Alison reaches out to Cole on what to do about her grandmother, and he isn’t helpful. He just says she shouldn’t do it if she doesn’t want to. Noah tells her the hard truth, but it’s what she needed. That’s love. It may not be as pure as the love between Romeo and Juliet, but I have to think Noah’s analysis at the beginning of the episode applies much more to the affair than it does to his marriage to Helen. That’s encouraging for how high the stakes will get during rest of the season and for the future of the series. They have strong enough marriages to withstand the initial blow of extramarital sex, but I can’t imagine any marriage can outlast extramarital true love.

[The Roundup]

  • “Pure love cannot sustain in an imperfect world.”
  • When Helen catches Whitney throwing up in the bathroom, she thinks it is bulimia. Everyone watching the show thinks she’s pregnant.
  • Noah really wants his son to follow in his footsteps, to be an every man instead of an elitist asshole like his father in law Bruce butler.
  • Athena made much less of an impression in this episode than in her previous appearance.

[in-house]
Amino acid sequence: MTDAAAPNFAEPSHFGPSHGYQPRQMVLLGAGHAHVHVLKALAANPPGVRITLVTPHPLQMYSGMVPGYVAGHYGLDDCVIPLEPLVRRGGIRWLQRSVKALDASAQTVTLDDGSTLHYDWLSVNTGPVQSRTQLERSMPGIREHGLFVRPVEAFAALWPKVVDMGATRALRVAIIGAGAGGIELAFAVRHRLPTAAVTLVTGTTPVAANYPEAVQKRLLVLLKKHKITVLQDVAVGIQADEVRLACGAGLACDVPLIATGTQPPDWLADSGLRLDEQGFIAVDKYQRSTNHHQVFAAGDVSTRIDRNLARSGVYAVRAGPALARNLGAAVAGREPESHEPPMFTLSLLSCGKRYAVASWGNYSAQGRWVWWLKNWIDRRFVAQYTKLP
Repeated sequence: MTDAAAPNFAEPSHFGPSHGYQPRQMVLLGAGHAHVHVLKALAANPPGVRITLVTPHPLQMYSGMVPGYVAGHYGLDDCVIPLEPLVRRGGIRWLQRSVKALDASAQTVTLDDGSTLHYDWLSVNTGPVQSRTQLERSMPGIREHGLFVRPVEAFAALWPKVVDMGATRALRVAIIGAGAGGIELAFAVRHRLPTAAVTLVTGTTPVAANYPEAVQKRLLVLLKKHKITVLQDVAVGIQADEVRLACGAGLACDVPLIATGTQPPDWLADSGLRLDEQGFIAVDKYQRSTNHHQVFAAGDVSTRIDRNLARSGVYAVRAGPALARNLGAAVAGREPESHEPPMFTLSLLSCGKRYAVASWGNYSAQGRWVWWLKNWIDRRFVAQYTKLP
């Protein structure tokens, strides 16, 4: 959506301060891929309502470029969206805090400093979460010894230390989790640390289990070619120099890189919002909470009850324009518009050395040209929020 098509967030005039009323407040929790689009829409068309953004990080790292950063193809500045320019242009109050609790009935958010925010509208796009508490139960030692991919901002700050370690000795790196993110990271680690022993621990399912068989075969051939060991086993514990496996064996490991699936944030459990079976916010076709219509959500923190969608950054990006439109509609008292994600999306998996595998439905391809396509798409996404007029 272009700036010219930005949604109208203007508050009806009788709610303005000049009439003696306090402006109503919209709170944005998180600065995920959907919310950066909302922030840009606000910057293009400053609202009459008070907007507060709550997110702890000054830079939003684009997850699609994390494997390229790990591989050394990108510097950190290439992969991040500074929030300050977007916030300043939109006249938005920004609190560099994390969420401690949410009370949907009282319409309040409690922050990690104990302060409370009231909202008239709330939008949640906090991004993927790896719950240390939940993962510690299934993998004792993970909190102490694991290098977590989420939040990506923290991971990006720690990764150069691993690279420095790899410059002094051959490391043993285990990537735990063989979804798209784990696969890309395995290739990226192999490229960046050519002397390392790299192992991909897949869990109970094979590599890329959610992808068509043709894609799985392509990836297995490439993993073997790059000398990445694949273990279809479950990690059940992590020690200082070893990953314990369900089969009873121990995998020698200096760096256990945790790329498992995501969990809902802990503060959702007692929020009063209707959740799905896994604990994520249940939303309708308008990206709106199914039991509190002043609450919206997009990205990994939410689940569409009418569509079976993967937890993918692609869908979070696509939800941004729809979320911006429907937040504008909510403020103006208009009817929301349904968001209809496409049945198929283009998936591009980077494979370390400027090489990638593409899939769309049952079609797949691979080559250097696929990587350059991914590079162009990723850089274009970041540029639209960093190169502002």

• Detective Jeffries as a very small part of each side of the recollection, but it’s clear he knows Noah is lying about having visited “The End” and that may be enough for him to put together some narrative of what happened to Scotty. I’m glad there are only two more episodes left in the season, because I’m ready for answers!
  • 8.5 Great

    8” is a quiet, sweet, achingly romantic, and tragic episode that comes after one of the best of the season.

    • Great 8.5

    About Author

    TV Editor - Simone is obsessed with stories and fits a scary amount of them into her routine with the help of recklessness, willpower, and caffeine. Her favorite character of all time is Malcom Tucker from In the Loop and The Thick of It for his virtuosic command of foul language. She's a feminist and a fierce advocate for meaningful diversity in film and TV. You can find her on twitter @symonymm.